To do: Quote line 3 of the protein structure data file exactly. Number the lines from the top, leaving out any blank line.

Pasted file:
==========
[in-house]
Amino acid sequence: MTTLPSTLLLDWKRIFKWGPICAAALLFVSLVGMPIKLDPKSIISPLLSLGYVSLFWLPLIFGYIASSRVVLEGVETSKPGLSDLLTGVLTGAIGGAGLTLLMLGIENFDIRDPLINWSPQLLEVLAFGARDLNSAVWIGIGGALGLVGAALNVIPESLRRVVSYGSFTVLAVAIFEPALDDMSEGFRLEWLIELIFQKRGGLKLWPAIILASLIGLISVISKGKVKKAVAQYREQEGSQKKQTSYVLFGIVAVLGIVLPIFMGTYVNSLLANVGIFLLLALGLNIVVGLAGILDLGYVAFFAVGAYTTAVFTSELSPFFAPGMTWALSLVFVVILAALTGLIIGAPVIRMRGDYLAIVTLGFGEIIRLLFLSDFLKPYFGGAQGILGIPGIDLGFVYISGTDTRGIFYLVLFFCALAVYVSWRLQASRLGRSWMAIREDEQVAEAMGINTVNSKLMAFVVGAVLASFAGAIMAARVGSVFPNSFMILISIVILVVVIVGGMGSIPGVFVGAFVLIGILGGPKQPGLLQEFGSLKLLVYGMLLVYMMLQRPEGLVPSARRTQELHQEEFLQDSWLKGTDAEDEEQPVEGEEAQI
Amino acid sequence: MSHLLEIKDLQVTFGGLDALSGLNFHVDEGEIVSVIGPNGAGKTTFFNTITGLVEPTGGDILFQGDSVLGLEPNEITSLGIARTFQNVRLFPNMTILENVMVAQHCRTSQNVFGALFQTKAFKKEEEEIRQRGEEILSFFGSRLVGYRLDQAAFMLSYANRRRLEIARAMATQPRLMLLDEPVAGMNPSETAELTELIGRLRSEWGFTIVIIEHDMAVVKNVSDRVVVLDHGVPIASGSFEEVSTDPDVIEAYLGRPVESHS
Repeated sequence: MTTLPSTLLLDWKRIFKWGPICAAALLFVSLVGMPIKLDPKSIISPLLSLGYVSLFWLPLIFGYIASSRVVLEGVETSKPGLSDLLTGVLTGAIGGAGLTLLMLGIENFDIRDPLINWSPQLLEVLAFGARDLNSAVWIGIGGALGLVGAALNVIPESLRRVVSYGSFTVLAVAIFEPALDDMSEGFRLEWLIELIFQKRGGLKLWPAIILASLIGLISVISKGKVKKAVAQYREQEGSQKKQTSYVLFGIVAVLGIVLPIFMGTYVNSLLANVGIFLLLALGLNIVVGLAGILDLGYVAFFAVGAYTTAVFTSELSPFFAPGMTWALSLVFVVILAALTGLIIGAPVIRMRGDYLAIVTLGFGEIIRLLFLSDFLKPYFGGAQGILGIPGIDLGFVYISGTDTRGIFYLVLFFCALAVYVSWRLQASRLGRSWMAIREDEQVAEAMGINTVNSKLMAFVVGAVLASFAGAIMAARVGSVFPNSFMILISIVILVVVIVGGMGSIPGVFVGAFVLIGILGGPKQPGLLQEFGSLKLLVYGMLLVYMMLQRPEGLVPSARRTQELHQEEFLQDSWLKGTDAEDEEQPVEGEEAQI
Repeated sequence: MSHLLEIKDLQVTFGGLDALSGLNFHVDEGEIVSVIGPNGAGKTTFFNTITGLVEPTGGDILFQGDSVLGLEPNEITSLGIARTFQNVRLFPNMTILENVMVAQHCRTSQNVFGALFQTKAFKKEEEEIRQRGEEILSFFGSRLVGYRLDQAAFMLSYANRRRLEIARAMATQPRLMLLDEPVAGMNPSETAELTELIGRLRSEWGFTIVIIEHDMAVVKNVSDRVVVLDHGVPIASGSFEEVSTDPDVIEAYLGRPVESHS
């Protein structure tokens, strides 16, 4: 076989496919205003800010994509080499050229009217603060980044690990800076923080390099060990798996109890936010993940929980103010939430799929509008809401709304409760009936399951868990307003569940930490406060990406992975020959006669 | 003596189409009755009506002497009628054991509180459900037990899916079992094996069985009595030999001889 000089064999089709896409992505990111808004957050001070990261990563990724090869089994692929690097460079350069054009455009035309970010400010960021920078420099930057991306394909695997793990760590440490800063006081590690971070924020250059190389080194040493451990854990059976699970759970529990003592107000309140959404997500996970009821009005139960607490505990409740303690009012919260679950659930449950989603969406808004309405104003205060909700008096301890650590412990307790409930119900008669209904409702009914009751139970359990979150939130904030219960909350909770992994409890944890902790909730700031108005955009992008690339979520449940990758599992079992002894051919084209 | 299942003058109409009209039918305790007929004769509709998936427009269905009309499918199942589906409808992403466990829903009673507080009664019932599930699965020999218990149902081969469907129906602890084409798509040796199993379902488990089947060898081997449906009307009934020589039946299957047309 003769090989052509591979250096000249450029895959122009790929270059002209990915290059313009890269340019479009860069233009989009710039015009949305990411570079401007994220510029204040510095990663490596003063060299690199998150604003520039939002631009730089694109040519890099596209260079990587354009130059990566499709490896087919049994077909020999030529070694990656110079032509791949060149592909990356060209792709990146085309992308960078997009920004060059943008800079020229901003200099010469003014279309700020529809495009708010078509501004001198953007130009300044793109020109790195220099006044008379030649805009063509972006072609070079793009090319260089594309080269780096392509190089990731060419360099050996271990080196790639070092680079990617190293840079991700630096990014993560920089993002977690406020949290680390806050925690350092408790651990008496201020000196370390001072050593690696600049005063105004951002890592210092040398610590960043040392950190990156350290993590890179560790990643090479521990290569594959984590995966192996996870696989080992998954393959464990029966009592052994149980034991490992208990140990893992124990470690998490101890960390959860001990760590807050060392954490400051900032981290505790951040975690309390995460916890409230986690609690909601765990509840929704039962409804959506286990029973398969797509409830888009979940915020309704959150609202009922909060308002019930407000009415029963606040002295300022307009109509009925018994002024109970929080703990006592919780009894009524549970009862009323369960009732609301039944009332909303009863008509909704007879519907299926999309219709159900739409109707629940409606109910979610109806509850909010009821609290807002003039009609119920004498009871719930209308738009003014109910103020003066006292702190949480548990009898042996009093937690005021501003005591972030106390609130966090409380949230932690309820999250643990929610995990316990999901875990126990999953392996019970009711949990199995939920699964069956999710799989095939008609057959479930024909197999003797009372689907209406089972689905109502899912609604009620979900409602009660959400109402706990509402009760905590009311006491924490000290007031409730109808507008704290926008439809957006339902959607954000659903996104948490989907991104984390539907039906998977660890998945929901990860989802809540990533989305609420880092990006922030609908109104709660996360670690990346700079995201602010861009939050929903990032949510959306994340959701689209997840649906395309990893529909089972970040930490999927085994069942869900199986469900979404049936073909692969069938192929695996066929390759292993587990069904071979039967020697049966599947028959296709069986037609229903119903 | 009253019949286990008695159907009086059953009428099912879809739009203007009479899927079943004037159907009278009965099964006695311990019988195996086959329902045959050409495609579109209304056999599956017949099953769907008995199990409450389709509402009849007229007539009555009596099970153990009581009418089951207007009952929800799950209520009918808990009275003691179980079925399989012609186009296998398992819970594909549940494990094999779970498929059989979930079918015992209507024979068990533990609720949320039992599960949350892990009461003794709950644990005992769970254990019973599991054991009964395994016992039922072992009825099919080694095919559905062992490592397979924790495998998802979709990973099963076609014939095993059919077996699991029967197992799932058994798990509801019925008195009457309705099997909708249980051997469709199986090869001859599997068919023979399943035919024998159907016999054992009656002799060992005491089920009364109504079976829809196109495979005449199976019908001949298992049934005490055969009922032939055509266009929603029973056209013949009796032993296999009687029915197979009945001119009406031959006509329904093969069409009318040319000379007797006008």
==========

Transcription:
Amino acid sequence: MSHLLEIKDLQVTFGGLDALSGLNFHVDEGEIVSVIGPNGAGKTTFFNTITGLVEPTGGDILFQGDSVLGLEPNEITSLGIARTFQNVRLFPNMTILENVMVAQHCRTSQNVFGALFQTKAFKKEEEEIRQRGEEILSFFGSRLVGYRLDQAAFMLSYANRRRLEIARAMATQPRLMLLDEPVAGMNPSETAELTELIGRLRSEWGFTIVIIEHDMAVVKNVSDRVVVLDHGVPIASGSFEEVSTDPDVIEAYLGRPVESHS